CRM Review: “The Perfect Girl” by Gilly McMillan

It’s never easy to put the past behind you . . .


The Premise

At the age of 14, Zoe Guerin was a genius piano prodigy at the local private school on a scholarship, working hard to fit in and be normal. And then she drives when she shouldn’t have (she’s 14!), and the ensuing accident leads to the death of her three passengers.

After serving her time, Zoe’s mother, Maria,  has done her best to move the two of them into a new life. She divorces Zoe’s dad and took her to a new city (Bristol), where she meets a marries a new man. We meet this new family three years later. Zoe is now Zoe Maisey, living with Maria, stepfather Chris, stepbrother Lucas (also a piano prodigy), and new baby sister. She is doing her best to stay perfect for what she and her mother call their Second Chance Life.

And perfect is what she and her mother strive to be. Perfect McMansion perfectly decorated. Perfect food. Perfectly dressed. Just absolutely perfect.

And, as part of the perfect, Zoe’s mother insists that they not discuss the past. Not even with their new family.

The book opens with she Lucas putting on a concert. What they don’t know is that family of one of the victims has also moved to Bristol to start over, only to see a flyer of the performance. Unable to believe that his daughter is dead and Zoe is still playing, he confronts them at the concert.

And then at home.

Zoe and Maria are forced to tell the truth about her past.

And, in the morning, Zoe’s mother is found dead.


My Thoughts

Told from alternating voices, The Perfect Girl is an addictive page turner.

The secrets seem to keep coming from all sides, from every narrator. All seem to have secrets that keep cropping up, making the story that much more delicious.

Zoe overreacts a bit following her mother’s death, immediately going to her lawyer, but she’s nervous, which is understandable. Throughout her first problems, Zoe maintained her innocence in how much she drank (it seems her drinks were spiked), only to be lied about during her trial. She was also betrayed in small and big ways during her time incarcerated, making her wary of everyone and everything.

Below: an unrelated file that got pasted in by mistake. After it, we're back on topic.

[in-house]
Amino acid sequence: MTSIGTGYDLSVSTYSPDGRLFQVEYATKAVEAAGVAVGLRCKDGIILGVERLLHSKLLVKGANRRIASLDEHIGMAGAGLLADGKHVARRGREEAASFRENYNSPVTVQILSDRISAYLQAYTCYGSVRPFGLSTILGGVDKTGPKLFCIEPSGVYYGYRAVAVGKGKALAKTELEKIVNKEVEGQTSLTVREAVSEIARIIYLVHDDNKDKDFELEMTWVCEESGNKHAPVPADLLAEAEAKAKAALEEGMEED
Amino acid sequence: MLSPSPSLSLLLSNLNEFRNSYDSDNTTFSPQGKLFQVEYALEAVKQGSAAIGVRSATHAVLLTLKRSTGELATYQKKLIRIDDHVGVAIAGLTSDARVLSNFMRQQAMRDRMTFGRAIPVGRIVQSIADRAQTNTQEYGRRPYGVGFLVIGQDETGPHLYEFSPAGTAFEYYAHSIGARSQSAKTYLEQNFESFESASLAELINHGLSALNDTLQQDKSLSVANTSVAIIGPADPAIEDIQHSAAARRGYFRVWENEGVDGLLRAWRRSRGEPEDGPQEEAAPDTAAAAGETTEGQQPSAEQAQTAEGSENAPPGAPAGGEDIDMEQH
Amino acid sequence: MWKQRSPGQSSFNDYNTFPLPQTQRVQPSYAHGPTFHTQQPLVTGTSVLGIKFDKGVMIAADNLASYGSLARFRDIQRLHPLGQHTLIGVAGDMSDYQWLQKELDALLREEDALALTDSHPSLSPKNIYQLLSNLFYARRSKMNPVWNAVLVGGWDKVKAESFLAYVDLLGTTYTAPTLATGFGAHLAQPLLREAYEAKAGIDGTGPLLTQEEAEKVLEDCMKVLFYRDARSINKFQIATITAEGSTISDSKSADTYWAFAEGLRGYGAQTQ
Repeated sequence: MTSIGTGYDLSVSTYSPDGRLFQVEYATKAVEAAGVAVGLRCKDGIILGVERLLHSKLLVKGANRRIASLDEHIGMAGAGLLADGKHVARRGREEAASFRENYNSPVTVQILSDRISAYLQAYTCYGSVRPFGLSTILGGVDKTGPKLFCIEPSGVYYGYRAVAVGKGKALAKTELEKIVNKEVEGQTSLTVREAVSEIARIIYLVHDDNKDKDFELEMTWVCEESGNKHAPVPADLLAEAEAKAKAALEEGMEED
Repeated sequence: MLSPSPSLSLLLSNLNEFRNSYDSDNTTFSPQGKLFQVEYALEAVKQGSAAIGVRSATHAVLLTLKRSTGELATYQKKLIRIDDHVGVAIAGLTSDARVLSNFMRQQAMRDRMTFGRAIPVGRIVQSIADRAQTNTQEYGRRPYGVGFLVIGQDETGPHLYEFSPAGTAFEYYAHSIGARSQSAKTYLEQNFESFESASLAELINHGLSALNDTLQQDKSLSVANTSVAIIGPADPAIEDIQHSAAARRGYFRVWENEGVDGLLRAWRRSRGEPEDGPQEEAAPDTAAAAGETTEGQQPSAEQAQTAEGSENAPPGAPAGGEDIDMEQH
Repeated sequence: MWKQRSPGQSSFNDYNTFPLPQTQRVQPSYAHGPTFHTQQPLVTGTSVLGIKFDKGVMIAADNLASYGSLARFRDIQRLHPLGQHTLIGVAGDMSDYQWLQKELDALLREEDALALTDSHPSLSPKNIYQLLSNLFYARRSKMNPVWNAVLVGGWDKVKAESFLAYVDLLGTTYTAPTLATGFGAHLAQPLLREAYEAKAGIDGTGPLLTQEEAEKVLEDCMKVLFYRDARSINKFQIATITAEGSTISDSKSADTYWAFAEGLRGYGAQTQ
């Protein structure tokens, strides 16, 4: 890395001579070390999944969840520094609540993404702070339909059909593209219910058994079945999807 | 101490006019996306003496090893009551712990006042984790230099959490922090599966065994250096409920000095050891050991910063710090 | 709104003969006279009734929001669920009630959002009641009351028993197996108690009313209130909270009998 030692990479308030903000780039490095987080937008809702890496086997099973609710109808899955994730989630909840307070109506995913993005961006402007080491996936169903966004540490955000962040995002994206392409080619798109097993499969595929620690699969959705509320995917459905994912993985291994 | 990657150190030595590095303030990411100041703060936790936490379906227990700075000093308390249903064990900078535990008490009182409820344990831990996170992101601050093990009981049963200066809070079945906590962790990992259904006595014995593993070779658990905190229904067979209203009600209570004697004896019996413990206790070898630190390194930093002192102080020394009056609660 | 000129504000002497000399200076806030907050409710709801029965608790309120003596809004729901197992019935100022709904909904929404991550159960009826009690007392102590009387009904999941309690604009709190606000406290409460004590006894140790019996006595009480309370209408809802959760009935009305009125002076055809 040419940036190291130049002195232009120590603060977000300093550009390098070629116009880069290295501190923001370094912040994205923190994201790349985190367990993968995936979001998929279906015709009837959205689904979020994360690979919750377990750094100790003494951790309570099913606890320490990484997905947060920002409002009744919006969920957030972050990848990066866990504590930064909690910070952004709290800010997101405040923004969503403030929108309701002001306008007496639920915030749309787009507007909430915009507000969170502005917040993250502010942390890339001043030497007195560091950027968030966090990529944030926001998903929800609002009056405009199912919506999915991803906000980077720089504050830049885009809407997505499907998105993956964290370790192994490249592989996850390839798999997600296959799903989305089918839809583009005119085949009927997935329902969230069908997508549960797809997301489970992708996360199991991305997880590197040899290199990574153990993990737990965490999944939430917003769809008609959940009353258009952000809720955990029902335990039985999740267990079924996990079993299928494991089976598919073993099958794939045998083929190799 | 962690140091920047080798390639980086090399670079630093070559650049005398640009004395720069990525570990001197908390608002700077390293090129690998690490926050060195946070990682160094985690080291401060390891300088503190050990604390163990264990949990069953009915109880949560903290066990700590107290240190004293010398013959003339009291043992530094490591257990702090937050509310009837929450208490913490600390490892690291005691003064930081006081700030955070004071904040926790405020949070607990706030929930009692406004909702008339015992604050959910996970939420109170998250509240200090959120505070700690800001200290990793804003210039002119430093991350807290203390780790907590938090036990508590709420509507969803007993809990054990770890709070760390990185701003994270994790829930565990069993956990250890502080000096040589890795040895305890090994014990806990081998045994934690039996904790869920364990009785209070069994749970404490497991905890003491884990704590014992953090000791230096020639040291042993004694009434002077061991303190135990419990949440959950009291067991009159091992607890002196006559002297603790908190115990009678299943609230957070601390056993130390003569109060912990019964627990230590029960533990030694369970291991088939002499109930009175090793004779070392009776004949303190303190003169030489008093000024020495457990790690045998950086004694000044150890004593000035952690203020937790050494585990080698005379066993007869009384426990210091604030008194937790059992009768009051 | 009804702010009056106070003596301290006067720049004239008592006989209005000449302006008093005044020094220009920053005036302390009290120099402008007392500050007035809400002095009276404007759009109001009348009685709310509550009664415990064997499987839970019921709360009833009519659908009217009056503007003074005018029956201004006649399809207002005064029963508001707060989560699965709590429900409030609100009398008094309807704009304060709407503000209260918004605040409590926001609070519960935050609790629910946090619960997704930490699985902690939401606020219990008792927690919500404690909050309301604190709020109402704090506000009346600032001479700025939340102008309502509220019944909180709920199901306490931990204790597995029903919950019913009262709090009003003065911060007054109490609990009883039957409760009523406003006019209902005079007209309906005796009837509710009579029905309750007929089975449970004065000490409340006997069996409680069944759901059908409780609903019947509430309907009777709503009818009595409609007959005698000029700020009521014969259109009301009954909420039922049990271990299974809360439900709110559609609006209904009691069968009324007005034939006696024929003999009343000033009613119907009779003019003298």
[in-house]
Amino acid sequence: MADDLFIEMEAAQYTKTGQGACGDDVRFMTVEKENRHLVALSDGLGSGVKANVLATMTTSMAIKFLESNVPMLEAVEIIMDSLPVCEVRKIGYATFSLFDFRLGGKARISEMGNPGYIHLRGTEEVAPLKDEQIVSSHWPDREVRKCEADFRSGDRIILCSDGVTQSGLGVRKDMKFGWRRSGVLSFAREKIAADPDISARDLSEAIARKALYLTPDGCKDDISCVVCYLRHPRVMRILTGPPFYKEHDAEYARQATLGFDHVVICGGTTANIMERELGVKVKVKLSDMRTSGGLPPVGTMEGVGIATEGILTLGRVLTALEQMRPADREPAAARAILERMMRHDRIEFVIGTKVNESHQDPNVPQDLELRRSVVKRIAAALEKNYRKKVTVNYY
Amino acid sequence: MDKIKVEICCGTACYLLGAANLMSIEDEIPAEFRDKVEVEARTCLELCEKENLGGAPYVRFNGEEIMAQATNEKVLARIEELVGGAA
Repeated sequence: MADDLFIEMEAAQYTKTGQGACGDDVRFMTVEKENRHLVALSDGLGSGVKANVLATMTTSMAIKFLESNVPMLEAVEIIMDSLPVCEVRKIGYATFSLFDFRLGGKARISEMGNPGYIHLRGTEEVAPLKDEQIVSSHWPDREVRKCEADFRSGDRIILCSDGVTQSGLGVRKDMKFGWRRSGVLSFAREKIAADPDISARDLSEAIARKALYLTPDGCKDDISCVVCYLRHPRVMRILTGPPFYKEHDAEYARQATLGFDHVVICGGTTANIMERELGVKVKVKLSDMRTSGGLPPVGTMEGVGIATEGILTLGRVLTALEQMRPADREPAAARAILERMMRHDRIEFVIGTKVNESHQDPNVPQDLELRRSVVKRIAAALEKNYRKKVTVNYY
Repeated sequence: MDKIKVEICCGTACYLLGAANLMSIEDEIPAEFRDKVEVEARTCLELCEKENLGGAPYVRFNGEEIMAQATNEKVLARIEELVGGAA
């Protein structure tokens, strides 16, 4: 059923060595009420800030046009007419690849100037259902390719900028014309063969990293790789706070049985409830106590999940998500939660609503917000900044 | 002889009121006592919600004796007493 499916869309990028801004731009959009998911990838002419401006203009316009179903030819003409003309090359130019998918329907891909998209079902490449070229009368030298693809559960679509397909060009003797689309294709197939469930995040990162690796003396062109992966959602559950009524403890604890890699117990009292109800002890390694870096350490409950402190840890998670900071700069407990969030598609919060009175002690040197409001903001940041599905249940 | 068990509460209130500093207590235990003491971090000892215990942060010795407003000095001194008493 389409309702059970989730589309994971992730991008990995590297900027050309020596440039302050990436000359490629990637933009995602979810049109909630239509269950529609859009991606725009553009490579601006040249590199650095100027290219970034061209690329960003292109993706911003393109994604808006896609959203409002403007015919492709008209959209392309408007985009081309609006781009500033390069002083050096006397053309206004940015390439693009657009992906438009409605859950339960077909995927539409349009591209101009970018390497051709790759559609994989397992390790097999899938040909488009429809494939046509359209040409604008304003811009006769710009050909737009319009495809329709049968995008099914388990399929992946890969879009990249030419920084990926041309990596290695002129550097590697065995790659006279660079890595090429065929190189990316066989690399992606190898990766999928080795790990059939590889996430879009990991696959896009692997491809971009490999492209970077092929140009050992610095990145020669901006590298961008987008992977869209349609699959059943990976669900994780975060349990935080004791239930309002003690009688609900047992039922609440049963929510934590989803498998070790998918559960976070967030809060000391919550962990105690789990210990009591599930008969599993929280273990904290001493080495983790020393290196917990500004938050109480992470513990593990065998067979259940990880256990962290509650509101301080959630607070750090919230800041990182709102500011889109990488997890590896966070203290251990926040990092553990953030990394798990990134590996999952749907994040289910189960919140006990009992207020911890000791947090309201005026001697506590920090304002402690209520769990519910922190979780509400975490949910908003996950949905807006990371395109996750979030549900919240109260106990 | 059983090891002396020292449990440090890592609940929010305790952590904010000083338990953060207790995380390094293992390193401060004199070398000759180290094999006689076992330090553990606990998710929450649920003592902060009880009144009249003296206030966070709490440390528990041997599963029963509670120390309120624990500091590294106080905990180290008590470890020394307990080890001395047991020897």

Her stepfather Chris is a piece of work, and, from the beginning, it seems like he is at the least verbally abusive. Just the way Maria acts around him is a huge red light.

And then there is Lucas, who used his love of screenwriting to write a script staring his mother (who died of a brain tumor) and his father. He sends the script to Zoe and her mother, but asks Zoe to delete it after her mother’s death (she doesn’t).

The Perfect Girl  would be a great Hallmark movie, with secrets reveled or hinted to before every commercial break.

The characters were pretty well developed, especially Zoe. I’m not sure how much I liked her, but I did feel for her. None of the characters are beyond reproach, and all are very human. This makes them likable and unlikable at the same time–just like most people in the world.

Shifting voices adds to the tension and surprise in The Perfect Girl. Zoe and her past, which she holds very close to her chest. Tessa, her aunt, and her understanding of the story. Sam, her lawyer, and his involvement. Even Tessa’s husband Richard, and his efforts to stop drinking.

Everything is a little contrived and really DRAMATIC, but still a lot of fun. And the end seems cut and dried, until it isn’t. The twists and surprises are what make this book fun suspense.

I give this one 4 stars. This is an interesting, well-plotted, tense psychological thriller that you won’t be able to put down.



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